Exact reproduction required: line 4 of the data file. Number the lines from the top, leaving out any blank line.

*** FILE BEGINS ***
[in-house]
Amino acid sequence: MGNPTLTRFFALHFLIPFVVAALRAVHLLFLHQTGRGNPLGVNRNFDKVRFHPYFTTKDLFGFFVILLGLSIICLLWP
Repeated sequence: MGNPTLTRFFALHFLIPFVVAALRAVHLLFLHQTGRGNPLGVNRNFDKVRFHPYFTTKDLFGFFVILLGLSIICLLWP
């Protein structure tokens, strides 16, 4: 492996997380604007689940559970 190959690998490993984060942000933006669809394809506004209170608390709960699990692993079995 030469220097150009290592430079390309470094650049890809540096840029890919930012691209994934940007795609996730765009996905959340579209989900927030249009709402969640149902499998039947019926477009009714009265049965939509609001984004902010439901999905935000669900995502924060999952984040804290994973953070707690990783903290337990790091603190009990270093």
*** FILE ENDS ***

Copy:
């Protein structure tokens, strides 16, 4: 492996997380604007689940559970 190959690998490993984060942000933006669809394809506004209170608390709960699990692993079995 030469220097150009290592430079390309470094650049890809540096840029890919930012691209994934940007795609996730765009996905959340579209989900927030249009709402969640149902499998039947019926477009009714009265049965939509609001984004902010439901999905935000669900995502924060999952984040804290994973953070707690990783903290337990790091603190009990270093």